Announcing Stack Overflow Documentation

We started with Q&A. Technical documentation is next, and we need your help.

Whether you're a beginner or an experienced developer, you can contribute.

Sign up and start helping → Learn more about Documentation →

How do i detect the bitness (32-bit vs. 64-bit) of the Windows OS in VBScript?

I tried this approach but it doesn't work; I guess the (x86) is causing some problem which checking for the folder..

Is there any other alternative?

progFiles="c:\program files" & "(" & "x86" & ")"

set fileSys=CreateObject("Scripting.FileSystemObject")

If fileSys.FolderExists(progFiles) Then

  WScript.Echo "Folder Exists"

End If

share|improve this question
No, I think he wants to find out if he is running on a 32 or 64 bit OS. Therefore a duplicate of stackoverflow.com/questions/191873 – Treb Aug 27 '10 at 11:23
possible duplicate of Determining 64-bit vs. 32-bit Windows – Treb Aug 27 '10 at 11:23
@Treb: There's no VBScript answer. On second thought, it's probably a duplicate of stackoverflow.com/questions/556283/… – Helen Aug 27 '10 at 11:29
up vote 10 down vote accepted

You can query the PROCESSOR_ARCHITECTURE. A described here, you have to add some extra checks, because the value of PROCESSOR_ARCHITECTURE will be x86 for any 32-bit process, even if it is running on a 64-bit OS. In that case, the variable PROCESSOR_ARCHITEW6432 will contain the OS bitness. Further details in MSDN.

Dim WshShell
Dim WshProcEnv
Dim system_architecture
Dim process_architecture

Set WshShell =  CreateObject("WScript.Shell")
Set WshProcEnv = WshShell.Environment("Process")

process_architecture= WshProcEnv("PROCESSOR_ARCHITECTURE") 

If process_architecture = "x86" Then    
    system_architecture= WshProcEnv("PROCESSOR_ARCHITEW6432")

    If system_architecture = ""  Then    
        system_architecture = "x86"
    End if    
    system_architecture = process_architecture    
End If

WScript.Echo "Running as a " & process_architecture & " process on a " _ 
    & system_architecture & " system."
share|improve this answer
I have to add a quite important note to this... If you run a 32-bit CMD shell and you run the 64-bit wscript/cscript executables inside that shell, this check in your code correctly returns x86. HOWEVER if you are going to load COM DLLs or similar inside your code, the host loads them as if they were 64-bit DLLs. I spent four hours banging my head against this before i tested the command manually and it worked, and i knew something was off. – henry700 Jul 4 at 4:03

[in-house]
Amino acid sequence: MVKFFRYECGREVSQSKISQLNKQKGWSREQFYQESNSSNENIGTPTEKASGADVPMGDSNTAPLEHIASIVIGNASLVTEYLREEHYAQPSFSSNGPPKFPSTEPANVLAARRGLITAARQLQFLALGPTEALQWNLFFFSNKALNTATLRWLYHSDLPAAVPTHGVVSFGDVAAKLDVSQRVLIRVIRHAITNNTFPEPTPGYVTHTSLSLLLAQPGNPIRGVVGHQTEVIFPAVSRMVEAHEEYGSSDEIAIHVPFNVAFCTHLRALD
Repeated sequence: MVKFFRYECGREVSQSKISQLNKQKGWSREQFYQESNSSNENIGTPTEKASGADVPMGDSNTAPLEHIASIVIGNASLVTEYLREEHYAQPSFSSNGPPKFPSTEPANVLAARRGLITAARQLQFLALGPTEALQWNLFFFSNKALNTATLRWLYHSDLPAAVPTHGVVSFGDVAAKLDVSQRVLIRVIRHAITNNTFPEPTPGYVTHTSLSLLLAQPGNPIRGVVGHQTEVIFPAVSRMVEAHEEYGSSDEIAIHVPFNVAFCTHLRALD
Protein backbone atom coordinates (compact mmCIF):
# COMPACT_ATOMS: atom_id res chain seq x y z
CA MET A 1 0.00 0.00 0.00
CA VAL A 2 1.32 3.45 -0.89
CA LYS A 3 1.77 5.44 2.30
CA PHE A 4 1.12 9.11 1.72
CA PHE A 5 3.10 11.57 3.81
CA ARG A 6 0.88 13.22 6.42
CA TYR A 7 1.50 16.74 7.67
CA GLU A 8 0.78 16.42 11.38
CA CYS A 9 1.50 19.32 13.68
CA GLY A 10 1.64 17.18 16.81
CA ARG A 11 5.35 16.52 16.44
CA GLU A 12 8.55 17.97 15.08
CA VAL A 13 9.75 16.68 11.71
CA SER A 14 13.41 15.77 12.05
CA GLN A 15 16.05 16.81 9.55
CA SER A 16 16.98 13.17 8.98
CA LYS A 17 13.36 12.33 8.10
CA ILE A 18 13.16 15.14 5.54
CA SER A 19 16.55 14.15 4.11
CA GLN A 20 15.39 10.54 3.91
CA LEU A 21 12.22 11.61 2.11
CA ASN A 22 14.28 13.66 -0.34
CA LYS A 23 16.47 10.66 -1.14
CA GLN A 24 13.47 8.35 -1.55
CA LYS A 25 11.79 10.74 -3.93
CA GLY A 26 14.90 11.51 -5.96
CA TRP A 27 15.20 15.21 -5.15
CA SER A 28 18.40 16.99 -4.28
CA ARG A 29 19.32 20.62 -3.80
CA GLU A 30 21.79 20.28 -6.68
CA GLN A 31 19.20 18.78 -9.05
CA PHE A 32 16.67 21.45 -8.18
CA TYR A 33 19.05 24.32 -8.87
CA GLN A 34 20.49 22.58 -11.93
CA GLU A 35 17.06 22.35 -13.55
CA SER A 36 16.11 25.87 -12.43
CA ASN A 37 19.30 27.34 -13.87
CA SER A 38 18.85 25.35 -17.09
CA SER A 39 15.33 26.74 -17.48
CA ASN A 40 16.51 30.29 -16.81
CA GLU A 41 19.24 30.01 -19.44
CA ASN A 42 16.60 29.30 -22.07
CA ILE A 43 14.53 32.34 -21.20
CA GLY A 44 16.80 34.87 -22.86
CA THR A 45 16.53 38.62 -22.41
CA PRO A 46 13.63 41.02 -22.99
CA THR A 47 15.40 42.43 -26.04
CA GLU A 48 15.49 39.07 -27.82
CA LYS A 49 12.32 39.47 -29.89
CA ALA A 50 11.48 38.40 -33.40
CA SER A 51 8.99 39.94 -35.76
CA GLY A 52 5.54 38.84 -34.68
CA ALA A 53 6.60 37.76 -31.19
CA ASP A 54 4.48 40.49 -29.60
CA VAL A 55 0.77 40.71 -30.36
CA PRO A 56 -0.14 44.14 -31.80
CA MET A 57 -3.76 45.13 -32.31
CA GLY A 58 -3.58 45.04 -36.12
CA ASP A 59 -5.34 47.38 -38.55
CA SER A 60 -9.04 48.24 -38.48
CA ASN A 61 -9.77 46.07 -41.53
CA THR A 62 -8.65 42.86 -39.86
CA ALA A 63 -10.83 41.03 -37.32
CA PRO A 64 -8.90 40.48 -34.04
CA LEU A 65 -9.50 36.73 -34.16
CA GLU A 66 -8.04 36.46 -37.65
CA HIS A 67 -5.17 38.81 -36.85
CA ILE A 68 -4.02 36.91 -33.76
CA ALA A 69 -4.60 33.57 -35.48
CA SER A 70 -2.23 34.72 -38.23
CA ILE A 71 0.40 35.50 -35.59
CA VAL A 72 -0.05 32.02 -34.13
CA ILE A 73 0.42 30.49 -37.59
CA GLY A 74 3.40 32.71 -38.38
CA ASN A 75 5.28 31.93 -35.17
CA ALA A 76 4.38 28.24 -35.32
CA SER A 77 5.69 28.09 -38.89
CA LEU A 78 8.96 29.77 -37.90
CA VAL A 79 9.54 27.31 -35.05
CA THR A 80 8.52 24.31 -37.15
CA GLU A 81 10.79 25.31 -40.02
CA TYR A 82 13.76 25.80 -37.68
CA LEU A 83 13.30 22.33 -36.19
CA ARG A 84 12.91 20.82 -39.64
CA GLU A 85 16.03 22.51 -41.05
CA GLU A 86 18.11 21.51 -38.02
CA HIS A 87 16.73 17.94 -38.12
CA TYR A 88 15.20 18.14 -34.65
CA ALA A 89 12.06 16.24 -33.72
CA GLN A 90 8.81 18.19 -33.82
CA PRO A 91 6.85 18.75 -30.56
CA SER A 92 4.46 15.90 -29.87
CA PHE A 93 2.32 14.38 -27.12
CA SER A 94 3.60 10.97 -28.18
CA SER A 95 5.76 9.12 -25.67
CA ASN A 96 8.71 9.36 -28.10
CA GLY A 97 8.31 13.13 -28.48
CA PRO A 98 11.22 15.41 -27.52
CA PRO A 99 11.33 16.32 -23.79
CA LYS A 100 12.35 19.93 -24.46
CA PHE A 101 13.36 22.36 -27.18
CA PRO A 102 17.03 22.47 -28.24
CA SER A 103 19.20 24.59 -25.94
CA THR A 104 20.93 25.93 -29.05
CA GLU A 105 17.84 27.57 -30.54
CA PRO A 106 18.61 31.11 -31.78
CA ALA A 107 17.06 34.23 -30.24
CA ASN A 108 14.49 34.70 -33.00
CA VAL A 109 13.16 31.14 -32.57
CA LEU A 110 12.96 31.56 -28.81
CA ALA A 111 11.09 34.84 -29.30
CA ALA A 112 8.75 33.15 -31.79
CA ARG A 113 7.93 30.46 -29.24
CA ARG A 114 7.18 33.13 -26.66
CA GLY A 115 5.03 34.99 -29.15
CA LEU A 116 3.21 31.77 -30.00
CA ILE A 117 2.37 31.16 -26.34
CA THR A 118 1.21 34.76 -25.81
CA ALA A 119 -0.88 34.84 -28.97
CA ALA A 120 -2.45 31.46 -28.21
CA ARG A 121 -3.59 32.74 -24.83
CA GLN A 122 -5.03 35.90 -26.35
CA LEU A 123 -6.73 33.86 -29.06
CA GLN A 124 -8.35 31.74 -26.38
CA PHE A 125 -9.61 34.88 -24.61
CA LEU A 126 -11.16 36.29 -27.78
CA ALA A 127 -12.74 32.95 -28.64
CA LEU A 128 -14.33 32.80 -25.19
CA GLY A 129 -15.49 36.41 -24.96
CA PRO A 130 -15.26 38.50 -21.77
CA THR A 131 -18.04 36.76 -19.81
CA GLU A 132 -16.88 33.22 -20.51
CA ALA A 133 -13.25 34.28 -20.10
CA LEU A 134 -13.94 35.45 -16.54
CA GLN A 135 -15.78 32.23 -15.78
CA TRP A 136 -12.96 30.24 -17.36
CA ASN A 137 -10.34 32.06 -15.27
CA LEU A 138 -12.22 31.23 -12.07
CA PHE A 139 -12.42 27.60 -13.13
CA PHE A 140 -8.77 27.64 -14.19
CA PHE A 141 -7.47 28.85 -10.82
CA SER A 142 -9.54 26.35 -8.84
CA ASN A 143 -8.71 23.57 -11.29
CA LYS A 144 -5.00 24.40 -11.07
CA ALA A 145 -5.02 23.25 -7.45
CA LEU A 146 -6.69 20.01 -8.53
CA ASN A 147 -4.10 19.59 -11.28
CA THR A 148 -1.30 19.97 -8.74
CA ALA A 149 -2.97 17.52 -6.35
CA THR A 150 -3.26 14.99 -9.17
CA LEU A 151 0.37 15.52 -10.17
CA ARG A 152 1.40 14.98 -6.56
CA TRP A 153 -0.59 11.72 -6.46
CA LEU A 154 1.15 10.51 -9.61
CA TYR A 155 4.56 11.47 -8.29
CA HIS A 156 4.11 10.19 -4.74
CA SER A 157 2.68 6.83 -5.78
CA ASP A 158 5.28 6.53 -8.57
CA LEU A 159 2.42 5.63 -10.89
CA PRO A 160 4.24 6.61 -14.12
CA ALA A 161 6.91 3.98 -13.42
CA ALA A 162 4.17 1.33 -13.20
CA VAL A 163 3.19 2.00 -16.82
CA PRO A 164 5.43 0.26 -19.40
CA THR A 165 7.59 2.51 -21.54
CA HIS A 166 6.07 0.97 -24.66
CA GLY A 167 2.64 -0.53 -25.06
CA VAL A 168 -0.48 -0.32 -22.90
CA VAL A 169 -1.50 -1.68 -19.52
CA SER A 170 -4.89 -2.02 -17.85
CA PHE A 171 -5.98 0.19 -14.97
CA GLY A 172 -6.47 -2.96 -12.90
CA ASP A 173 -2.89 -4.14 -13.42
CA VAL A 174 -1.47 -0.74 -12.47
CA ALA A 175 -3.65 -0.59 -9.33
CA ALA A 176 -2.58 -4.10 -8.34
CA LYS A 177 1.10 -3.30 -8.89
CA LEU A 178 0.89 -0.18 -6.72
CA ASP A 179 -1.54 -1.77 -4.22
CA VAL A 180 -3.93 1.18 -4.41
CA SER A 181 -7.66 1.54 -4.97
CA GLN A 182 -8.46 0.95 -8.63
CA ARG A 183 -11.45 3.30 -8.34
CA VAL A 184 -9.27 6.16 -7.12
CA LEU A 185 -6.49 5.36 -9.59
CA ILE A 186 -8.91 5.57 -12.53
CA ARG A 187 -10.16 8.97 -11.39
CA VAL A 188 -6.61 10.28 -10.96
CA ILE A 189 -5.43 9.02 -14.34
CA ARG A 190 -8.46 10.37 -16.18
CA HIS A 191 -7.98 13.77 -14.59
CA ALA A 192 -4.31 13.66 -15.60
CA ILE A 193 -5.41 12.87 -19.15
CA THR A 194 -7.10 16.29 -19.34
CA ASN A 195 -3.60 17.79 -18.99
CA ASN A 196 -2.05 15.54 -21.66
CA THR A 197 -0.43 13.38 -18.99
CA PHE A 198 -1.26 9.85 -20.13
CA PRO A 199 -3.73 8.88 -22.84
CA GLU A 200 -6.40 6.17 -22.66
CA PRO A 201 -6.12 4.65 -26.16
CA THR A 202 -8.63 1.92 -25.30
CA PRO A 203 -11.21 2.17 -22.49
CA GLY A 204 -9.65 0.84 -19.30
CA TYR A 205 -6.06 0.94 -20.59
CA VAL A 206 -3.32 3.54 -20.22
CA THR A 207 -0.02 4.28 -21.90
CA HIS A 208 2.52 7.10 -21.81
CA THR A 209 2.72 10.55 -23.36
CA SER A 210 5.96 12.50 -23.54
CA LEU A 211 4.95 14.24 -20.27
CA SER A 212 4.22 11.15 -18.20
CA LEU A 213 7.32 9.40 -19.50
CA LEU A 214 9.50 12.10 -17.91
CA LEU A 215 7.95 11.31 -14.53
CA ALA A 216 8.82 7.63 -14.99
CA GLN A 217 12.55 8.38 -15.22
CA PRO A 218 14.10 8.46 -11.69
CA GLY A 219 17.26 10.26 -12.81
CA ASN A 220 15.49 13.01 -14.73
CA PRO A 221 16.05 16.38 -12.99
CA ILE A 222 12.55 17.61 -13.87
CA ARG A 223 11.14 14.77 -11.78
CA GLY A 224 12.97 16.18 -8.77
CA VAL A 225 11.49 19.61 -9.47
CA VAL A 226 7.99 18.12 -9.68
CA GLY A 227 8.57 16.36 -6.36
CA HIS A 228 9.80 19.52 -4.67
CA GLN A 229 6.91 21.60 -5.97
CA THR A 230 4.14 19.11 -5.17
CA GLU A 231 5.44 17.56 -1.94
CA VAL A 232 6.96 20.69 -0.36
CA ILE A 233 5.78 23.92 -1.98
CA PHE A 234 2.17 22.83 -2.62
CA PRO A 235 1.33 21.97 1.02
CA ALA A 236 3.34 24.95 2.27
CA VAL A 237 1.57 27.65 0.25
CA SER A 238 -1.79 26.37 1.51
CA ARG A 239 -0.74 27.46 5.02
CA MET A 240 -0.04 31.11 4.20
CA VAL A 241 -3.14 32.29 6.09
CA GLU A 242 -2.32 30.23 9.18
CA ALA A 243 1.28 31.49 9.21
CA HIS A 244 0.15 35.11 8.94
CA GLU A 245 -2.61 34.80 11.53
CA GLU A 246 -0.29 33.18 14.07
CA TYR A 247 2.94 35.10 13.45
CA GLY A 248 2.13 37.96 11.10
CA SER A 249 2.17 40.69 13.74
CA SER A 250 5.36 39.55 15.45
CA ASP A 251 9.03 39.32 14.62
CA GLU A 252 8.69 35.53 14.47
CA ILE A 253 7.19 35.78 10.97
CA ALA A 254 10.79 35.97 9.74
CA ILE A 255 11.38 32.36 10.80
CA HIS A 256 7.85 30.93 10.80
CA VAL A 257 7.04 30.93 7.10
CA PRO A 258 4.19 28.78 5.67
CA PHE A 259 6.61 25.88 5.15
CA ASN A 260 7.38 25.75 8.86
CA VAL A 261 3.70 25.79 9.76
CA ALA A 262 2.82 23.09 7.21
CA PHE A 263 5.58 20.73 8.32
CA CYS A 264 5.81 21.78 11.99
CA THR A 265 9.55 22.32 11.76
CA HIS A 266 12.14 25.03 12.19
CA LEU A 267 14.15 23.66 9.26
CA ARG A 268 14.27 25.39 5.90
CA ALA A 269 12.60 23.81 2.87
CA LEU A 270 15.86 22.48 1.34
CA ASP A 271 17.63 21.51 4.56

Came up against this same problem at work the other day. Stumbled on this genius piece of vbscript and thought it was too good not to share.

Bits = GetObject("winmgmts:root\cimv2:Win32_Processor='cpu0'").AddressWidth

Source: http://csi-windows.com/toolkit/csi-getosbits

share|improve this answer
+1.49 - nice solution - but - alas - works on WMI time (measured in cups of tea). – Ekkehard.Horner Dec 21 '12 at 19:40

Here is a pair of VBScript functions based on the very concise answer by @Bruno:

Function Is32BitOS()
    If GetObject("winmgmts:root\cimv2:Win32_Processor='cpu0'").AddressWidth _
       = 32 Then
        Is32BitOS = True
        Is32BitOS = False
    End If
End Function

Function Is64BitOS()
    If GetObject("winmgmts:root\cimv2:Win32_Processor='cpu0'").AddressWidth _
       = 64 Then
        Is64BitOS = True
        Is64BitOS = False
    End If
End Function

UPDATE: Per the advice from @Ekkehard.Horner, these two functions can be written more succinctly using single-line syntax as follows:

Function Is32BitOS() : Is32BitOS = (GetObject("winmgmts:root\cimv2:Win32_Processor='cpu0'").AddressWidth = 32) : End Function

Function Is64BitOS() : Is64BitOS = (GetObject("winmgmts:root\cimv2:Win32_Processor='cpu0'").AddressWidth = 64) : End Function

(Note that the parentheses that surround the GetObject(...) = 32 condition are not necessary, but I believe they add clarity regarding operator precedence. Also note that the single-line syntax used in the revised implementations avoids the use of the If/Then construct!)

UPDATE 2: Per the additional feedback from @Ekkehard.Horner, some may find that these further revised implementations offer both conciseness and enhanced readability:

Function Is32BitOS()
    Const Path = "winmgmts:root\cimv2:Win32_Processor='cpu0'"
    Is32BitOS = (GetObject(Path).AddressWidth = 32)
End Function

Function Is64BitOS()
    Const Path = "winmgmts:root\cimv2:Win32_Processor='cpu0'"
    Is64BitOS = (GetObject(Path).AddressWidth = 64)
End Function
share|improve this answer
Poeple paid by LOC or hour will like this; all other will recognize "Function F() : If Condition Then F = True Else F = False : End Function" as adiposity. – Ekkehard.Horner Dec 20 '12 at 20:23
The lean version would be: "Function F() : F = Condition : End Function" - no ternary operator, no pondering whether the assignments are switched, and 4 lines less. – Ekkehard.Horner Dec 20 '12 at 21:29
A conditional expression (e.g. "GetObject(...).AdressWidth = 64" evaluates to a boolean value that can be assigned without further ado to the function name (VBScript's way of return something from a function). – Ekkehard.Horner Dec 20 '12 at 22:02
let us continue this discussion in chat – Ekkehard.Horner Dec 20 '12 at 22:40
+1 for the lean version (which is just as lean if you use 3 lines; the point is the direct assignment of the conditional expression('s result) to the function name). – Ekkehard.Horner Dec 21 '12 at 19:31

WMIC queries may be slow. Use the environment strings:

Function GetOsBits()
   Set shell = CreateObject("WScript.Shell")
   If shell.ExpandEnvironmentStrings("%PROCESSOR_ARCHITECTURE%") = "AMD64" Then
      GetOsBits = 64
      GetOsBits = 32
   End If
End Function
share|improve this answer

Your Answer


By posting your answer, you agree to the privacy policy and terms of service.

Not the answer you're looking for? Browse other questions tagged or ask your own question.